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- SourceAvailable from: Bert Kohlmann[Show abstract] [Hide abstract]
ABSTRACT: The following new species of geotrupids and scarabs from Costa Rica and Panama are described: Athyreus gulesseriani new species, Ateuchus alutacius new species (the first recorded brachypterous Ateuchus species), Coprophanaeus geph-yra new species, Deltochilum acanthus new species, and Onthophagus turgidus new species. The following two species of Coprophanaeus are revalidated: C. kohlmanni Arnaud and C. uhleri Malý & Pokorný. Illustrations of the dorsal habitus of the new species are provided, as well as distribution maps for all species.Zootaxa 02/2012; 3193:28-52.
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ABSTRACT: As part of an evaluation of the braconid parasitoid Diachasmimorpha longicaudata (Ashmead) as a biocontrol agent of Ceratitis capitata (Wiedemann) in Brazil, the aims in the current study were to find the best parental ratio of females to males in the rearing cages in order to get the highest female biased offspring in the parasitoid rearing process, and to verify the parasitism efficiency on C. capitata according to parental female densities. Three treatments were assessed: T1 (20 females: 20 males), T2 (60 females: 20 males) and T3 (100 females: 20 males). Ten late-third instars of C. capitata were offered daily to each female parasitoid from the 1st to the 12th d of age. The parental female productivity, fecundity, offspring sex ratio, percentage of parasitoid emergence, and daily mortality of parental females and males at different female/male densities were evaluated. The results indicated that numbers higher than 20 parental females did not affect offspring sex ratio, overall offspring production, nor the percent parasitism. Female biased offspring occurred in all three parental female/male ratios analyzed in this study, except that predominately males developed from parasitoid eggs laid in the age interval 1-2 d post emergence. Higher parasitoid female productivity and fecundity were found at the 1:1 female/male per cage density whereas lower productivity and fecundity were recorded at the 5:1 female/male ratio. Higher female/male ratio in the parental cages increased the mortality rate of females but did not influence the number of parental male deaths. The results may facilitate advancement of an optimum mass-rearing system to aid in control of C. capitata in Brazil.Florida Entomologist 02/2009; 91(Dec 2008):628-635. DOI:10.1653/0015-4040-91.4.628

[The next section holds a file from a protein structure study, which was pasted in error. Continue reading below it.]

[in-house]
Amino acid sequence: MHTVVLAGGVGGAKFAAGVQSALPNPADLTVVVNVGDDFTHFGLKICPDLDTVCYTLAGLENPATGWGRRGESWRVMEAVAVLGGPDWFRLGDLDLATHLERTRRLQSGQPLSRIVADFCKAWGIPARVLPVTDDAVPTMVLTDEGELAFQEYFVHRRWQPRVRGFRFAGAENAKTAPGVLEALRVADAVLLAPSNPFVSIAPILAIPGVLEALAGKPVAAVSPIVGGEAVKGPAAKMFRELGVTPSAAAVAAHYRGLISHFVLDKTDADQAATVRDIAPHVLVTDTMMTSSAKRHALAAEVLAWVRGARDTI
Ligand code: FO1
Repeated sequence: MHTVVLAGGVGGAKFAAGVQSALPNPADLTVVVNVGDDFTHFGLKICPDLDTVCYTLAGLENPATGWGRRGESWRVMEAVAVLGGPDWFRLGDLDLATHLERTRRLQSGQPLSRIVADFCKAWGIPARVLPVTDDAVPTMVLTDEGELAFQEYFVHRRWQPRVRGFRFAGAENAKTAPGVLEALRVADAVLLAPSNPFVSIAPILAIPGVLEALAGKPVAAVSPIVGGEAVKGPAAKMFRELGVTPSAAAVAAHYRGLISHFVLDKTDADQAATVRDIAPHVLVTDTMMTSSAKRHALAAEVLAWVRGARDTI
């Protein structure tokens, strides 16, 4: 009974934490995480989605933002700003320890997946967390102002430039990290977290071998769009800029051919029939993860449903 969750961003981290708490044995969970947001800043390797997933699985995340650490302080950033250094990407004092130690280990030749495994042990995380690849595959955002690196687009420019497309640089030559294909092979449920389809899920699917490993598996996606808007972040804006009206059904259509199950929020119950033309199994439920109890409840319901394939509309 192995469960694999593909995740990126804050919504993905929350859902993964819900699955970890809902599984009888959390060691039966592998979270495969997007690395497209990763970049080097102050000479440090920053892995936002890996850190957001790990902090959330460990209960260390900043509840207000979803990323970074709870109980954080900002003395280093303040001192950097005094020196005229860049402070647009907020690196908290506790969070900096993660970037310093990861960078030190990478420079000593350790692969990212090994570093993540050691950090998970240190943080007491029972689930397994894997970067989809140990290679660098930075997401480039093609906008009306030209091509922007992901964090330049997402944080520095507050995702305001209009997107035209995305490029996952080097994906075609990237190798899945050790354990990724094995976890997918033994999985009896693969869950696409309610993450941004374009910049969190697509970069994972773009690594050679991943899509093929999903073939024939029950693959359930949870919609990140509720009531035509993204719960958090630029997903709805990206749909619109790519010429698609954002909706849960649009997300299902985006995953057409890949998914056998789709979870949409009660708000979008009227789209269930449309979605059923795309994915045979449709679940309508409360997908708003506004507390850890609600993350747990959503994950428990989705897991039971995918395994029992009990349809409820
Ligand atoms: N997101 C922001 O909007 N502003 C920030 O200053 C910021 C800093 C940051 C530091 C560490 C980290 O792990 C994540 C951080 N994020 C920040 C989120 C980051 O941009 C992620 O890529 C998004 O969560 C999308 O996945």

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ABSTRACT: A historic analysis of the classification of Scarabaeoidea is presented. The analysis comprises a historic comparison of the type and number of characters of the genera and their grouping into higher-level taxa. The analysis is divided into three time periods, including a review of 70 publications on scarab systematics (beginning with Linnaeus). The first period (1735–1858) encompasses an era prior to the publication of Darwin's The Origin of Species, and it is, therefore, a classification process arguably free of any evolutionary influences. The second period (1859–1949) includes a comparative synthesis on the classification of the Scarabaeoidea based on faunistic and taxonomic works. The third period (1950–2006) summarizes and analyzes classifications influenced by phylogenetic theories and is based on monographs, faunal studies, keys for regional fauna, papers on comparative morphology, and studies specifically devoted to the understanding of evolutionary relationships and processes in the Scarabaeoidea. A large problem concerning the classification and phylogeny still remains because most studies do not consider all the diversity of the Scarabaeoidea in a single analysis.The Coleopterists Bulletin 01/2009; 60(Dec 2006):19-34. DOI:10.1649/0010-065X(2006)60[19:HOSC]2.0.CO;2
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